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Place in KwaZulu-Natal, South Africa
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Pietermaritzburg City Centre seen from Chase Valley
Pietermaritzburg (;Zulu: umGungundlovu) is the capital and second-largest city in the province of KwaZulu-Natal, South Africa. It was founded in 1838 and is currently governed by the Msunduzi Local Municipality. Its Zulu name umGungundlovu is the name used for the district municipality. Pietermaritzburg is popularly called Maritzburg in Afrikaans, English and Zulu alike, and often informally abbreviated to PMB. It is a regionally important industrial hub, producing aluminium, timber and dairy products, as well as the main economic hub of Umgungundlovu District Municipality. The public sector is a major employer in the city due to the local, district and provincial governments being located here. It is home to many schools and tertiary education institutions, including a campus of the University of KwaZulu-Natal. It had a population of 228,549 in 1991; the current population is estimated at over 600,000 residents (including neighbouring townships) and has one of the largest populations of Indian South Africans in South Africa.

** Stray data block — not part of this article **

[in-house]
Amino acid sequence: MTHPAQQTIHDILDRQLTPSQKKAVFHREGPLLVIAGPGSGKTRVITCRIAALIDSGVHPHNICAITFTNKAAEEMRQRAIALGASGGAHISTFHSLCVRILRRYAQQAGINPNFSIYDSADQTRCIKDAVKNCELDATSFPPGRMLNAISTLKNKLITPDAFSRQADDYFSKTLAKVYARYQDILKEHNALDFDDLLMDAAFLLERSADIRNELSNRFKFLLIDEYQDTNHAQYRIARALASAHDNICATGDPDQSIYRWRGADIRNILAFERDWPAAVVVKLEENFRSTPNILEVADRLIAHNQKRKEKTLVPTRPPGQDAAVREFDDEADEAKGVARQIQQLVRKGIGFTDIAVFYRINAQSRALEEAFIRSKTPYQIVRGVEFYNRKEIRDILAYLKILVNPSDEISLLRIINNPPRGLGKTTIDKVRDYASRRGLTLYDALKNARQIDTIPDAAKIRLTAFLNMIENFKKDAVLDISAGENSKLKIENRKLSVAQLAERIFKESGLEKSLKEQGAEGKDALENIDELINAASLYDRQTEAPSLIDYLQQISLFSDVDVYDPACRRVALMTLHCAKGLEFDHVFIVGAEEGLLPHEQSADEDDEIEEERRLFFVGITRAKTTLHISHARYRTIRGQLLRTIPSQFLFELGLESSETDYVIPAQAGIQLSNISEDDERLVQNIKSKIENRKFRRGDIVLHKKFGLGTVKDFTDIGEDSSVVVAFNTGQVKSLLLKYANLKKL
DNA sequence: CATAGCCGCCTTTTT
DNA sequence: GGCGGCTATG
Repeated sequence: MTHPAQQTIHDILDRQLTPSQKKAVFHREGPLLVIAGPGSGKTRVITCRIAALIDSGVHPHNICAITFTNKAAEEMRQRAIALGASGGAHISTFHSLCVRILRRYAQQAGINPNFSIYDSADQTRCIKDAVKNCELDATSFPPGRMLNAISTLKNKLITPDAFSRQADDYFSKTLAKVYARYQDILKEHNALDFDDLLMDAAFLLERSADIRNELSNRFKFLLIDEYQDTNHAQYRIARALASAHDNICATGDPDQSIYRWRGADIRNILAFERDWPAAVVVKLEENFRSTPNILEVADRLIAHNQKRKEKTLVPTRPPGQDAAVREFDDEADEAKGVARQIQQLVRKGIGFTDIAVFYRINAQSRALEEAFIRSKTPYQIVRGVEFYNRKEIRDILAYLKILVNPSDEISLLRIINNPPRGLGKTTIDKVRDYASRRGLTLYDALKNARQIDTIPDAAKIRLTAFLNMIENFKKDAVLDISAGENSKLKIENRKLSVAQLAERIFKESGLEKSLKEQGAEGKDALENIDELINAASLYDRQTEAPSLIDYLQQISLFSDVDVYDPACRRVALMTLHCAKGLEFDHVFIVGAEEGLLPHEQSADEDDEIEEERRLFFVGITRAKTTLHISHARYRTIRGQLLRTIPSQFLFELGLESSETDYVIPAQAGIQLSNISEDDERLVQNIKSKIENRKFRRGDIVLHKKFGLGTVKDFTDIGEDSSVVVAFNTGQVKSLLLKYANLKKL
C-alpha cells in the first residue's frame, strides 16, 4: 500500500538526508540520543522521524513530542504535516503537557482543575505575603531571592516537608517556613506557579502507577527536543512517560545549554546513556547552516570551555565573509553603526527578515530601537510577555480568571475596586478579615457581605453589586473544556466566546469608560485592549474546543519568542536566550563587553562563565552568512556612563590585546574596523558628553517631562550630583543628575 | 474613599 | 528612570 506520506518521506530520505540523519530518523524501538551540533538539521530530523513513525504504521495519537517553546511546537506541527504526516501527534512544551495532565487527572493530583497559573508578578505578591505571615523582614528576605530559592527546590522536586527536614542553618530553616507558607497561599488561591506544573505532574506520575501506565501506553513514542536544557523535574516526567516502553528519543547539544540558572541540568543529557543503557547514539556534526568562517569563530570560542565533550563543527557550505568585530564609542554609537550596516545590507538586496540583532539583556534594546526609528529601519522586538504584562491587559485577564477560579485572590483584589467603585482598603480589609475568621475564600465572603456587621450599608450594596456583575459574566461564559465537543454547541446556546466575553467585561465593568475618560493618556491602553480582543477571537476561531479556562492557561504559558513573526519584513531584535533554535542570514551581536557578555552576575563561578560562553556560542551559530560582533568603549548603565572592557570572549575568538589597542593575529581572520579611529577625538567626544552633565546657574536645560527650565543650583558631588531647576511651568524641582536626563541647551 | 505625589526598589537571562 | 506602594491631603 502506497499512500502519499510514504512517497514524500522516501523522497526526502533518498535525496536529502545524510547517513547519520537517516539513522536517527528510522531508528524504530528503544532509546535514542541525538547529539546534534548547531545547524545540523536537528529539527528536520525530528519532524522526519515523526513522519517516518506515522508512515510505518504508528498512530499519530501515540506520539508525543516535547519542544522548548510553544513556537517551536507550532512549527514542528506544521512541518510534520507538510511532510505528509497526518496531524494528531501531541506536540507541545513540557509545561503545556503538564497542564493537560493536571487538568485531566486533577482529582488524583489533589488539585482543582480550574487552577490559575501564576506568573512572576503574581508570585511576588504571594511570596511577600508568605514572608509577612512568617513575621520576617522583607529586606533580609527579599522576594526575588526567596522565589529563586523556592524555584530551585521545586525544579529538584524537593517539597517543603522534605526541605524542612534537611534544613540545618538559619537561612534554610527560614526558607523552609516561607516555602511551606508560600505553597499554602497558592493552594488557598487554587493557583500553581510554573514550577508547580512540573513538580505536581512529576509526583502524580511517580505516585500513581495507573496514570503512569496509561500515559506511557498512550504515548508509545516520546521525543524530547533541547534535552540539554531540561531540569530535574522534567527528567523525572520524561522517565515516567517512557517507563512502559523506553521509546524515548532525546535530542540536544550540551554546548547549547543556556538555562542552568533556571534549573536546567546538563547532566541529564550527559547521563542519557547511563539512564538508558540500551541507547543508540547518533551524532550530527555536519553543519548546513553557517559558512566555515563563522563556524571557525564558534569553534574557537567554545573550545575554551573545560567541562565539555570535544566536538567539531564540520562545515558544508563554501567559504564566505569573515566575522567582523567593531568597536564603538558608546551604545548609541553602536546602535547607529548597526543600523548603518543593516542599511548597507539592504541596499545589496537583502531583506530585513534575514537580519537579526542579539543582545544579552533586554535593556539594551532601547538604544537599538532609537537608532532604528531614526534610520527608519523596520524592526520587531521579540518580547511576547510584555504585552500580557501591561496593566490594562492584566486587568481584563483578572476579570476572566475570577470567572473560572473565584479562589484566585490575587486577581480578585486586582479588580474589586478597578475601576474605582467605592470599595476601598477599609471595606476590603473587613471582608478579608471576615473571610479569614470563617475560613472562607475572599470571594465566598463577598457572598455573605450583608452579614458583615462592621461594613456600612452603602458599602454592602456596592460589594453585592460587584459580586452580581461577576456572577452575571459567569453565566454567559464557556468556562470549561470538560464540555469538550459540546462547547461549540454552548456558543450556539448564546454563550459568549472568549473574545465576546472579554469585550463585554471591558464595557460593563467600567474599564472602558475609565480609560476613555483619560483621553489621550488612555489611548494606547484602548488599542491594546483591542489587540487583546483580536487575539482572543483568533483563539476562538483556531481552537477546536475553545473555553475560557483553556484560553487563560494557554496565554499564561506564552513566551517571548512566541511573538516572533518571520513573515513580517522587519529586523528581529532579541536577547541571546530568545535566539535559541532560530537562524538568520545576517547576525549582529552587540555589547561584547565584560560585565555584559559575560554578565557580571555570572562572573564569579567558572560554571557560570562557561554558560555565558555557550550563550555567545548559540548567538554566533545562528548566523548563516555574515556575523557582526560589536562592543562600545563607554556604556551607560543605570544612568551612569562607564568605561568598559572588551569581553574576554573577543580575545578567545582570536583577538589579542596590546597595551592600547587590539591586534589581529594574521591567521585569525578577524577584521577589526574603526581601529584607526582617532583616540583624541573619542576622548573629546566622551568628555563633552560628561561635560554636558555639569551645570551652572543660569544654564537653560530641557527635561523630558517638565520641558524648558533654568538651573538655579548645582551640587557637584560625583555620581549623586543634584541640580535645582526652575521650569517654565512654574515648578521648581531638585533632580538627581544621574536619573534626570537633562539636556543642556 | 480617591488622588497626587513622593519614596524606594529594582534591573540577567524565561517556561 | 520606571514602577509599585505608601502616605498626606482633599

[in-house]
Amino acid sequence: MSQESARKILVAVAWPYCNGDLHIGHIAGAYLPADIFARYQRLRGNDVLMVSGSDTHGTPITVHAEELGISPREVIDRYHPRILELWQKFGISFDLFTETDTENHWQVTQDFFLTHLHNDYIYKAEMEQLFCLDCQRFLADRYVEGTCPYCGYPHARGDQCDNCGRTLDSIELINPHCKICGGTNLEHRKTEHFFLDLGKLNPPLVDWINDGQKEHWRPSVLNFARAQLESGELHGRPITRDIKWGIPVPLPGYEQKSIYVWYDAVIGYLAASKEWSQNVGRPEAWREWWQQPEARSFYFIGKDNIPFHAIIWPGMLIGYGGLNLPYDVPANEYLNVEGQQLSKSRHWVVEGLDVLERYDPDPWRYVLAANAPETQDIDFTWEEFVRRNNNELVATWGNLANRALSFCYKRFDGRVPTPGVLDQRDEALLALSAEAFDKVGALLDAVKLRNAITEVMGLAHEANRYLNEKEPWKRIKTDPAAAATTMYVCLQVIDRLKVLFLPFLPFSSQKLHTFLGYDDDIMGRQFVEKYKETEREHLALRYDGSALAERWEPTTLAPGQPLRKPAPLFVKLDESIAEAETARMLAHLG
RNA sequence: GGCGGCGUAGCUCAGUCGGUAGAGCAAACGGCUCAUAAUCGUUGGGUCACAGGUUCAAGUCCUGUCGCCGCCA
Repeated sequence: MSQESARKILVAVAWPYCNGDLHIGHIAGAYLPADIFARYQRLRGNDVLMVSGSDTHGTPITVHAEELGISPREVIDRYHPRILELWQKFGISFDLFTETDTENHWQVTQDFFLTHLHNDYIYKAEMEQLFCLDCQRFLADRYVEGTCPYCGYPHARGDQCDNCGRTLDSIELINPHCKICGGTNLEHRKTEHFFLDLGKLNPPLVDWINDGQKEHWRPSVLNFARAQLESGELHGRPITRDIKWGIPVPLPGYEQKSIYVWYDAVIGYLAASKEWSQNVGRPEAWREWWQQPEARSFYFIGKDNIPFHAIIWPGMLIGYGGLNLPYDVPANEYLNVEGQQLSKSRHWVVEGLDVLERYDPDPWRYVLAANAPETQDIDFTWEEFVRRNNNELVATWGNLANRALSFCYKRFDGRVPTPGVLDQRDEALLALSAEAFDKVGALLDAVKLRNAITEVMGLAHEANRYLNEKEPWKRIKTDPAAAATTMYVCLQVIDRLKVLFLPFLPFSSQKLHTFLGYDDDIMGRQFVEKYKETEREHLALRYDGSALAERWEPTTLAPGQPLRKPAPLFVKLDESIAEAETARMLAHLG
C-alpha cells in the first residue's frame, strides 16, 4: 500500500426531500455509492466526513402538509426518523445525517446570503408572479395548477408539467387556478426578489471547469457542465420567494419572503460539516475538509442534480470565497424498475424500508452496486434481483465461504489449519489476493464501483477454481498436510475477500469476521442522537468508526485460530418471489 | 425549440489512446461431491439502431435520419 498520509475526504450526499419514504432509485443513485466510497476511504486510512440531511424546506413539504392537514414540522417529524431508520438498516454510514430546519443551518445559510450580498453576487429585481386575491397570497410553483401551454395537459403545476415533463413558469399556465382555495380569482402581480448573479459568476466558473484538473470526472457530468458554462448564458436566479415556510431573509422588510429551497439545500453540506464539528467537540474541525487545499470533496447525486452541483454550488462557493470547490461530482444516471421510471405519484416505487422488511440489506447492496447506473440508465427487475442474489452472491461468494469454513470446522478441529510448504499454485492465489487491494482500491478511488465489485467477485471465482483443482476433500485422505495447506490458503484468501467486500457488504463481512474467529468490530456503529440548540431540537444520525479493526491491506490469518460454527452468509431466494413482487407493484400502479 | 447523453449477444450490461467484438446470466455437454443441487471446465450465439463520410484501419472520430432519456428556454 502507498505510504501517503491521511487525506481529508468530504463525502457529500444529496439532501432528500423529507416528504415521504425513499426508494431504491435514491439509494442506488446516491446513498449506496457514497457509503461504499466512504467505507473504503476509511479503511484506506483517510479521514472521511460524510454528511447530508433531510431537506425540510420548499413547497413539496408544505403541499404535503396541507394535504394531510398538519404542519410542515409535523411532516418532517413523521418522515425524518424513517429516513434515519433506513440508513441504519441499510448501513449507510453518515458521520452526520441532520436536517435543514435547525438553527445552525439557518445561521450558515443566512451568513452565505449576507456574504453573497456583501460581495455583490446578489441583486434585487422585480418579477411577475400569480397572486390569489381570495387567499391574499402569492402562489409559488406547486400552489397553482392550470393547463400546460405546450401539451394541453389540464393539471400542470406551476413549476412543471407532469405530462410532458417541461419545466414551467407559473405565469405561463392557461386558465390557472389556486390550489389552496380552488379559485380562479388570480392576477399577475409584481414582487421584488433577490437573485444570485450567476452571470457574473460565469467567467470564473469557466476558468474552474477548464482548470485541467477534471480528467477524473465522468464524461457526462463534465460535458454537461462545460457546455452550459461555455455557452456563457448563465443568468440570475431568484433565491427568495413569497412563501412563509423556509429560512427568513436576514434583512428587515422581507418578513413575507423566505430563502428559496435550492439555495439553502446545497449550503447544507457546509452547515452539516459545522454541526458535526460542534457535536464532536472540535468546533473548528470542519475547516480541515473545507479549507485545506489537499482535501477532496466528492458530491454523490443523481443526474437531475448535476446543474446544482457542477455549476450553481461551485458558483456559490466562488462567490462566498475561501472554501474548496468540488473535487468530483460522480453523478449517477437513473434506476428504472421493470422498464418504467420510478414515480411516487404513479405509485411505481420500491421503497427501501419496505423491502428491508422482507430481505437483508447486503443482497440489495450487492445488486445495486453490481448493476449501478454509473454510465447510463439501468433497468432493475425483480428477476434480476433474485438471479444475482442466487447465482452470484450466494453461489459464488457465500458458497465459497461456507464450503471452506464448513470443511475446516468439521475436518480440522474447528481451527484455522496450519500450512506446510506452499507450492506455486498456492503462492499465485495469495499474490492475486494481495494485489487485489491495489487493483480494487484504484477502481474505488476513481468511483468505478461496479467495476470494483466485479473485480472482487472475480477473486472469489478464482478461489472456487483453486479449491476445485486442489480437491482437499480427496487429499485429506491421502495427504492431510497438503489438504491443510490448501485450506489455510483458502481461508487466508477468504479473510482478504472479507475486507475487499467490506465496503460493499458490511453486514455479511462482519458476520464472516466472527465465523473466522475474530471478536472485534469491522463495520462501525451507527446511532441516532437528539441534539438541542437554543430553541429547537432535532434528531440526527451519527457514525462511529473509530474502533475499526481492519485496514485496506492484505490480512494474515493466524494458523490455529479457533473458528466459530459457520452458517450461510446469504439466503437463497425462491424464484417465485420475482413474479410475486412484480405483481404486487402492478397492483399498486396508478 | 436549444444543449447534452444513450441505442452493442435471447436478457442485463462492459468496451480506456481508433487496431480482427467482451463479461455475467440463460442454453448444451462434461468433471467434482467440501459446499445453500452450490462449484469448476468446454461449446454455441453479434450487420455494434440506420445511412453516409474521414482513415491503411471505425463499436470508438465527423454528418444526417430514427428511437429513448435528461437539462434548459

The city was founded by the Voortrekkers, following the defeat of Dingane at the Battle of Blood River, and was the capital of the short-lived Boer republic, Natalia. Britain took over Pietermaritzburg in 1843 and it became the seat of the Natal Colony's administration with the first lieutenant-governor, Martin West, making it his home. Fort Napier, named after the governor of the Cape Colony, Sir George Thomas Napier, was built to house a garrison. In 1893, Natal received responsibility for their own government and an assembly building was built along with the city hall.
On 7 June 1893, while the young Mahatma Gandhi was on his way to Pretoria, a white man objected to Gandhi's presence in a first-class carriage. Despite Gandhi having a first-class ticket, he was ordered by the conductor to move to the van compartment at the end of the train: he refused, and he was removed from the train at Pietermaritzburg.
Shivering through the winter night in the waiting room of the station, Gandhi made the momentous decision to stay on in South Africa and fight the racial discrimination against Indians there. Out of that struggle emerged his unique version of nonviolent resistance, Satyagraha. Today, a bronze statue of Gandhi stands in Church Street, in the city centre.
In 1910, when the Union of South Africa was formed, Natal became a province of the Union, and Pietermaritzburg remained the capital. During apartheid, the city was segregated into various sections. 90% of the Indian population was moved to the suburb of Northdale while most of its Zulu inhabitants were moved to the neighbouring township of Edendale and white inhabitants were moved out of those areas.
There exist two interpretations about the origin of the city's name. One is that it was named after Piet Retief and Gert (Gerrit) Maritz, two Voortrekker leaders.:43 The other is that it was originally named after Piet Retief alone, since his full name was Pieter Maurits Retief. In this interpretation the original name was "Pieter Maurits Burg", later transliterated to the current name.:11